A Chicago-area critical care nurse may lose her job for refusing to get a flu shot. She should put her patients before herself.
Who needs a flu shot?
With rare exceptions, everyone older than six months should be vaccinated, according to the U.S. Centers for Disease Control and Prevention.
It's especially important for people who are at risk for serious complications. They include infants, the elderly, pregnant women and those with chronic health issues such as asthma, diabetes or lung disease.
The kind of people likely to be found in hospitals, nursing homes and clinics, in other words.
That's why the CDC stresses the importance of flu shots for another group: People who live with or care for those at-risk groups.
So it makes perfect sense for Alexian Brothers Health System to require its employees to get vaccinated. It's a growing trend throughout the industry, in fact. More than half the hospitals in one nationwide poll required their workers to get flu shots.
Many of those hospitals have encountered resistance from employees or their unions. Sunday's Chicago Tribune profiled Carrie Calhoun, a critical care nurse who works for the Elk Grove Village, Ill.,-based Alexian Brothers. Calhoun has taken a stand that could cost her her job: She refuses to get the shot.
In a puzzling twist of logic, she compares her position to that of a patient who refuses lifesaving medical treatment. But Calhoun is not the patient in this scenario. And requiring her to get a flu shot is meant not just to prevent her from getting sick, but to protect the vulnerable patients she might otherwise infect.
A CDC campaign to get health-care workers vaccinated has had an impact. In a recent survey, 86 percent of doctors and 80 percent of nurses reported getting the shots last flu season. But the rate fell to about 67 percent when physician assistants, nurse practitioners and other health care workers were included.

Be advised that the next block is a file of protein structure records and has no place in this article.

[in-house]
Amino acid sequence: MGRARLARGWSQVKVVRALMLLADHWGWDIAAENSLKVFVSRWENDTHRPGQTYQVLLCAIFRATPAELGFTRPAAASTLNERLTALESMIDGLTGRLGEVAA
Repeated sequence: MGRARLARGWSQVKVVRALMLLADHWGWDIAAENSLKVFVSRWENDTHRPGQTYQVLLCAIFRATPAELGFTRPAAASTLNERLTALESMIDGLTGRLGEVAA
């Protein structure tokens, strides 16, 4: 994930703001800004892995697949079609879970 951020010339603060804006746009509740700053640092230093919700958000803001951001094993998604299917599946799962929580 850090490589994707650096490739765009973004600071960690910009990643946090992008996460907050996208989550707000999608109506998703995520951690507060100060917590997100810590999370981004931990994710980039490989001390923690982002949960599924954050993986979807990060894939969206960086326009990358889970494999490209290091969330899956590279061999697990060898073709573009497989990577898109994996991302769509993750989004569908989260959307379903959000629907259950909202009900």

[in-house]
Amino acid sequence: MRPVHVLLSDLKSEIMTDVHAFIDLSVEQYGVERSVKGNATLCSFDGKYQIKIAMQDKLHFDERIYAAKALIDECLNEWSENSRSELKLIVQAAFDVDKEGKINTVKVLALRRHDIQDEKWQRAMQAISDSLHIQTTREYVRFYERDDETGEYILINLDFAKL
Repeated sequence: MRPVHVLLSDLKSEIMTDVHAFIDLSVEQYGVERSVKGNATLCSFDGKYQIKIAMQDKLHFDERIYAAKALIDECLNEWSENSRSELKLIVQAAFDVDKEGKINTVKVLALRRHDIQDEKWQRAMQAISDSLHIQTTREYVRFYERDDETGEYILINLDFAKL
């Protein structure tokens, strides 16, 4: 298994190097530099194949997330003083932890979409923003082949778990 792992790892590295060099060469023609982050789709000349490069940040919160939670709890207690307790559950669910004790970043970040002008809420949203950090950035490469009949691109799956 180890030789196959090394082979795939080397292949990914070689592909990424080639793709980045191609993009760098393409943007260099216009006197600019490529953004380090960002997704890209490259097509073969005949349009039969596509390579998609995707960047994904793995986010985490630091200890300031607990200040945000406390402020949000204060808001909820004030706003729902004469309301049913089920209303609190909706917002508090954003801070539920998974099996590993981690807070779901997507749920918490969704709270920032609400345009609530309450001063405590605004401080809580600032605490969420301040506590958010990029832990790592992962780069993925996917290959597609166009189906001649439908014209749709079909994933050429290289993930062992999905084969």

Only about half of those who work in long-term care facilities were vaccinated. That's especially worrisome since those older than 65 account for about 90 percent of the 36,000 annual flu deaths.
Why didn't those workers get shots? According to the survey:
Some aren't convinced the vaccine works. Its effectiveness depends on the patient's age and overall health, and on how well the current vaccine matches that season's flu viruses. Overall, though, the CDC says higher vaccination rates lead to lower infection rates.
Some said they worried about side effects. Serious reactions are rare, and health-care workers know it. And because the vaccine contains a killed virus, you can't get the flu from a flu shot.
Some said they don't think they need it. Again, this is not only about the health-care worker but about the patients they care for.
News stories from around the country offer another explanation: Workers don't think their employer should be able to force them to have a medical procedure. If your employer can order you to inject or inhale a vaccine, the reasoning goes, what else might it require? Oh, stop.
It's not unusual or oppressive for an employer to require its workers to take steps to make a workplace safer or to preserve the integrity of the business. That includes everything from drug testing to dress codes.
Many professions enforce ethical codes that restrict employee behavior on and off the clock. Journalists, for example, aren't supposed to run for office or contribute to political campaigns. Construction workers must wear protective gear, and pilots and truck drivers are required to get a certain amount of sleep so they don't endanger themselves or others.
There's nothing wrong with an employer setting reasonable conditions to protect its business, its workers or its customers. A hospital isn't out of line when it tells its employees to get vaccinated - or get fired.
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